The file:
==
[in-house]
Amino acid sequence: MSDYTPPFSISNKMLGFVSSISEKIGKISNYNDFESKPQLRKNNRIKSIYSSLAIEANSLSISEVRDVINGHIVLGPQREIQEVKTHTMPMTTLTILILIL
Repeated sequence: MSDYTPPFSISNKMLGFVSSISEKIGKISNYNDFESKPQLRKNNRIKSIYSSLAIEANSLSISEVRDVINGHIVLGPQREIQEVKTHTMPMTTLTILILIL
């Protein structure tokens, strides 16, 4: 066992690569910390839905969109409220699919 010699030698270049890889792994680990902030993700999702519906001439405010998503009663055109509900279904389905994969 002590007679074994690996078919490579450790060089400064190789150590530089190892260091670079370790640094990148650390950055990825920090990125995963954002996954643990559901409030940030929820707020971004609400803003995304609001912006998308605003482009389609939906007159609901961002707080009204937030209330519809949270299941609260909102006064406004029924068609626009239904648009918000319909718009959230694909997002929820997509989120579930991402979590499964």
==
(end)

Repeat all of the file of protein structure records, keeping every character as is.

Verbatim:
[in-house]
Amino acid sequence: MSDYTPPFSISNKMLGFVSSISEKIGKISNYNDFESKPQLRKNNRIKSIYSSLAIEANSLSISEVRDVINGHIVLGPQREIQEVKTHTMPMTTLTILILIL
Repeated sequence: MSDYTPPFSISNKMLGFVSSISEKIGKISNYNDFESKPQLRKNNRIKSIYSSLAIEANSLSISEVRDVINGHIVLGPQREIQEVKTHTMPMTTLTILILIL
């Protein structure tokens, strides 16, 4: 066992690569910390839905969109409220699919 010699030698270049890889792994680990902030993700999702519906001439405010998503009663055109509900279904389905994969 002590007679074994690996078919490579450790060089400064190789150590530089190892260091670079370790640094990148650390950055990825920090990125995963954002996954643990559901409030940030929820707020971004609400803003995304609001912006998308605003482009389609939906007159609901961002707080009204937030209330519809949270299941609260909102006064406004029924068609626009239904648009918000319909718009959230694909997002929820997509989120579930991402979590499964």